Yet another milestone in the history of human rights was achieved in 1993 when the Conference on the Human Rights was held in Vienna to assess the achievement under the UDHR.
The conference called for the specific measures designed to strengthen international human rights instruments and their monitoring mechanism. It was also decided to establish the office of High Commissioner for Human Rights with its head quarter at Geneva. The office of the High Commissioner has spearheaded the work of the UN to further human rights globally. Through a wide range of mechanisms it advocates for victims and also supports human rights bodies. The Human Rights Council came into existence in2006 after replacing the UN Commission on Human Rights which is considered as new beginning for human rights promotion and protection. In its maiden session held in June 2006, the council adopted a landmark treaty to prevent and punish the crime of enforced disappearances of about 40000 cases from 60 countries. Under the directions and supervision of the United Nations, various conventions have been held to promote human rights concerning various segments of the society e.g The Convention on the Prevention and Punishment of the crime of Genocide, International Convention on the Elimination of All Forms of Racial Discrimination, Convention for Complete Elimination of Discrimination against Women, Convention on the Rights of the Children, Convention on the Status of Refugees etc. Many committees have been formed to supervise the implementation of the decisions of these conventions. These committees include the Human Rights Committee, the Committee on the Economic, Social and Cultural Rights, the Committee on the Elimination of Discrimination against Women, The Committee on the Rights of Children and the Committee on the Elimination of Racial Discrimination.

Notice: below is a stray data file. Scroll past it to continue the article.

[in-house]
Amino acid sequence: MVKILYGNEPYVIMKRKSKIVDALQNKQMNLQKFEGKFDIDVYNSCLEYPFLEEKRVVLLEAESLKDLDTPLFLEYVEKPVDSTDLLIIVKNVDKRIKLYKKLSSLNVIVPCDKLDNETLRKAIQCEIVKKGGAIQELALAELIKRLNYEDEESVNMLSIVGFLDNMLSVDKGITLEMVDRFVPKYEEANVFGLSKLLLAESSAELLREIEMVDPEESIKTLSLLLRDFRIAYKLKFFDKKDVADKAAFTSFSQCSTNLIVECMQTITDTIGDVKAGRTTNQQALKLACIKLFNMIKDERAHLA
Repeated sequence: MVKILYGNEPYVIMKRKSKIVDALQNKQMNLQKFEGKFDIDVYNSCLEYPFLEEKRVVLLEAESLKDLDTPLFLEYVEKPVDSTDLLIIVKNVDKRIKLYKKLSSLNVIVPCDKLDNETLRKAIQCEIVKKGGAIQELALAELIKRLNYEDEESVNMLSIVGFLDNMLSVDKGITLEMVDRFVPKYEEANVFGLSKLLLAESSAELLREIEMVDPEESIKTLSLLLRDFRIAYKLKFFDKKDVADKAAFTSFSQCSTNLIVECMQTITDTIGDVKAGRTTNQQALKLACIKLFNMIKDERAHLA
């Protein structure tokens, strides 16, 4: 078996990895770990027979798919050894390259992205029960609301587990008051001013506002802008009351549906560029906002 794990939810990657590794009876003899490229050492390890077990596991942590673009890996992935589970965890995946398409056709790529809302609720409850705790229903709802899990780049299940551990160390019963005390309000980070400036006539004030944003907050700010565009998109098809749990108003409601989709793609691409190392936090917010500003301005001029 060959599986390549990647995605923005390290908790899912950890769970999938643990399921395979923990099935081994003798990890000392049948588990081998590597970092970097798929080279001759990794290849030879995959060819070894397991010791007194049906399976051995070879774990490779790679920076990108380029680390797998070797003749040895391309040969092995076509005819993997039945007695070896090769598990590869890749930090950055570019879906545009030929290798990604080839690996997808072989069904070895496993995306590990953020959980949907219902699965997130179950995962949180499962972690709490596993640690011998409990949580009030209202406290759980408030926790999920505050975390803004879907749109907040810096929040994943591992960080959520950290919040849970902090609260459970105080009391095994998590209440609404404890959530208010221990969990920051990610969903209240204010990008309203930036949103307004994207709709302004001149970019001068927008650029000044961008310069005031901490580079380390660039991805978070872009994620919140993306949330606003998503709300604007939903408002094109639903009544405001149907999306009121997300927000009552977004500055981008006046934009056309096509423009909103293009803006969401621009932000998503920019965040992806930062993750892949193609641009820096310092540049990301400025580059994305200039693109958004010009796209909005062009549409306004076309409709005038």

In our India the human rights are mainly incorporated in the constitution under the Fundamental Rights and under the Directive Principles of State Policy. The Human Rights Act was passed in 1993 and the National Human Rights Commission was set up in 1994. The Act also provided for setting up of the State Human Rights Commissions and District Human Rights Courts.
As many as 24 states of our country have set up their State Human Rights Commissions but in most of the states there are no exclusive District Human Rights Courts and the function is being performed by the district and session courts. The functions of the National Human Rights Commission are to inquire into complaints of violations of human rights, to intervene in any proceeding involving allegation of human rights violations, undertake and promote research in the field of human rights, spread human rights literacy and awareness in the society and to support the institutions working in the field of human rights. Undoubtedly the commission has done praiseworthy work in this direction. The commission has asked the state governments to sensitize the police and jail officials. Cases of violation of Children’s rights like trafficking in children, child marriages and imprisonment to juveniles have been taken up by the commission. Its work in rape and torture cases is also praiseworthy. But the real progress in the field can be achieved by general awakening. There is urgent need for not only sensitizing others for human rights but of practicing it.